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Spool Knitting! Why do I love it so?
I've been a little obsessed with the idea of spool knitting lately, having first seen it in action in the wonderful 200 Braids book. This type of knitting, sometimes called corking, is familiar to Girl Scouts and schoolkids the world over, and yields thin, hollow tubes of knitting. They can be used for trim, of course, but Iâ€™m convinced there's more uses lurking in the back of my brain. The simplicity of the whole thing is just so cool to me.
I scored a big bag of wooden spools on eBay, and then not two days later, I had the good fortune to meet Mariko and visit Superbuzzy World Headquarters. There, on a worktable, were rows and rows of the most beautiful, big wooden spools ever. (They originally had lovely ribbons and trims wound on them.) And Mariko was kind enough to let me take some home. (Thank you!!)
So now, I was ready! Mom and I convened recently to tackle the mystery of spool-knitting.
Here's how it's done:
First, you drive 4 or 5 nails into the top of your spool, fairly equidistant from each other. And then you feed some yarn down through the center hole of the spool. Leave a good 10" tail hanging out of the bottom. (I'm using perle cotton embroidery thread here, but you can also use sport weight yarn, crochet cotton, or even narrow ribbon!)
Next, you wind the leading edge of the yarn around each nail. Actually, you twirl the spool in your hand as you guide the yarn into place. Wrap two rows like this.
The next bit is tricky. Take that 10" tail of yarn from before, and stick it back up through the center hole of the spool -- but place your little finger through it, so it won't feed all the way through. (I found my 4.5mm crochet hook invaluable for feeding yarn through the center of the spool - just hook it and pull it.)
Okay, then you take that tail end, and wrap it around the yarn that's looped onto the nails. And then, you send that tail back down through the center hole again. That seems weird, but you do it so that you can pull your knitted tube down through the spool as you knit.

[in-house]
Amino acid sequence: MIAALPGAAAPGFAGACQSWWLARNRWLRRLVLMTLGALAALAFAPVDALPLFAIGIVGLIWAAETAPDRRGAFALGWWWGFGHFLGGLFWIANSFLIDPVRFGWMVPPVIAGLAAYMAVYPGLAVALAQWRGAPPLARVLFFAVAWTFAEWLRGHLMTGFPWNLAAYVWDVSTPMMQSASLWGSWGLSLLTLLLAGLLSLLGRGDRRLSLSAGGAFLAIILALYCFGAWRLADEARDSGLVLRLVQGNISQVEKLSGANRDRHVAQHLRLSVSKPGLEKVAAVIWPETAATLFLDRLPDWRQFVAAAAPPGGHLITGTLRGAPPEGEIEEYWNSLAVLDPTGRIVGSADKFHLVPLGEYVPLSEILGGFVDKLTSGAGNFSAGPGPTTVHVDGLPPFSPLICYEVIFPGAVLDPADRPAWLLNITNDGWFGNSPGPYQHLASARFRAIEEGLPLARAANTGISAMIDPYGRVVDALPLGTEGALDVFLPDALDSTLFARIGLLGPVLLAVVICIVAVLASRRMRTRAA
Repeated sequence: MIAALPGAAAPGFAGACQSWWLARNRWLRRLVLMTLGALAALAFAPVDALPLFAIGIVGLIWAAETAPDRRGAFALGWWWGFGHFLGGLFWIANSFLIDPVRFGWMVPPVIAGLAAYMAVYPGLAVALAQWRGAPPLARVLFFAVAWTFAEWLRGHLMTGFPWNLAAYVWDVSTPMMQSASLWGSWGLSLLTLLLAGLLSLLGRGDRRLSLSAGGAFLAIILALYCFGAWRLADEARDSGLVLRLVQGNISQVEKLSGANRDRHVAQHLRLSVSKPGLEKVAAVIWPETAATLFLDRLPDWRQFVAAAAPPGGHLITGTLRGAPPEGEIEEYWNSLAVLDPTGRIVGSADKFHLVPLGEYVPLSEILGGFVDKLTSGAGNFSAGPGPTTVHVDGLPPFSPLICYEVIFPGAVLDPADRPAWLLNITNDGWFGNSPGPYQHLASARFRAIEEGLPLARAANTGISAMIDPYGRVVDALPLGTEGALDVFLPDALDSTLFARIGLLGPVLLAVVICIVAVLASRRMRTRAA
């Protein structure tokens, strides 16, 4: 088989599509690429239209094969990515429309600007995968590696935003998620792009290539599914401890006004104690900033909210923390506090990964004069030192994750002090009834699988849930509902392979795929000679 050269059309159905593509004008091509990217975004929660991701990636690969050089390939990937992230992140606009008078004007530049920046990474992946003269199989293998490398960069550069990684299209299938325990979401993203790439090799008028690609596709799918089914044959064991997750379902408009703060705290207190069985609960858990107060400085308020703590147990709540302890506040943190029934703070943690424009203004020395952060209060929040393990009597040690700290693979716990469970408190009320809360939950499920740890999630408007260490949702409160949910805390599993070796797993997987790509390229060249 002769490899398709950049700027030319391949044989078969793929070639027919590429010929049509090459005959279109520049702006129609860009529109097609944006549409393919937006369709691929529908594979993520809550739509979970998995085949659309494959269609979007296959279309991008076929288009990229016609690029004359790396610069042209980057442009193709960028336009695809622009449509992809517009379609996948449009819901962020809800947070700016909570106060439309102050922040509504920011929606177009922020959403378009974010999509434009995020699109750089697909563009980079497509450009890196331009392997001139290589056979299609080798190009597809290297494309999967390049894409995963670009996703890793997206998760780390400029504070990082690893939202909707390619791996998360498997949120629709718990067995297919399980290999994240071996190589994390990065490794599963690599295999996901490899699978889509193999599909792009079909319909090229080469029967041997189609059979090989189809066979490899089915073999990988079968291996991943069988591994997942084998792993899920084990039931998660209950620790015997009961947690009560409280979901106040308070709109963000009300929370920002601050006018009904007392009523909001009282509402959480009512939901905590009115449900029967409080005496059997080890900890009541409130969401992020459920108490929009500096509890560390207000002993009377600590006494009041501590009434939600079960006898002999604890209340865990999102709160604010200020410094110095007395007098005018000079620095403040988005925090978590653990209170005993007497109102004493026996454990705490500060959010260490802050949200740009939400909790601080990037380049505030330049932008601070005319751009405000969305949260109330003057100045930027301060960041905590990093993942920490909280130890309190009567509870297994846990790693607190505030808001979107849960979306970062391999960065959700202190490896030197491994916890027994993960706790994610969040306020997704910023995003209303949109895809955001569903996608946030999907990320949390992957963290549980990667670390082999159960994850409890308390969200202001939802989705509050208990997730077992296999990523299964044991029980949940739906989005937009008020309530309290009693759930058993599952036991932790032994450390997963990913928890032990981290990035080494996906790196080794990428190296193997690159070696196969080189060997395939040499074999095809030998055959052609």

You just pull on the loop and loose end together as you work.
For the knitting part, I liked using a 1.7mm crochet hook (Thanks, Mom!). The process is so simple -- you just hook the bottom loop, and then pull it up over the top loop, and off the nail completely. Do that with each nail until they all have only one loop wrapped on them. Then, loop another row of yarn onto the nails, and repeat.
Do this over and over, pulling your work through the spool as you go, and eventually, your knitted tube will emerge through the bottom of the spool.
When you're ready to bind off, just cut the yarn and thread the end on a needle. Run it through the loop on each nail, and then pull them all off. Draw the end of the yarn tight, and you have a fray-free end.
Hmmm... if I'd made more cord, I could sew this into a flower! In fact, look at this tutorial.
Now, indulge me a bit more geekery:
Mom was much more interested in spool knitting with 28 gauge wire than with yarn. Here's a chain she knitted - cool, huh? She pulled it through a tiny circle template in order to stretch it to a narrower width. Jewelry possibilities abound! (But I will say: I found working with the wire to be fairly challenging - I don't have Mom's wire skillz.)
Now, this method of spool knitting is only one of many, apparently. Look at this variation.
I was also very intrigued by this poly clay spool knitter. I could make those! And I love the idea of being able to place as many or as few nails in them as I like.
. . . The mania has not left me yet. Next, I'll be playing with threading two colors of thin floss together through this gizmo, and making color-flecked trim.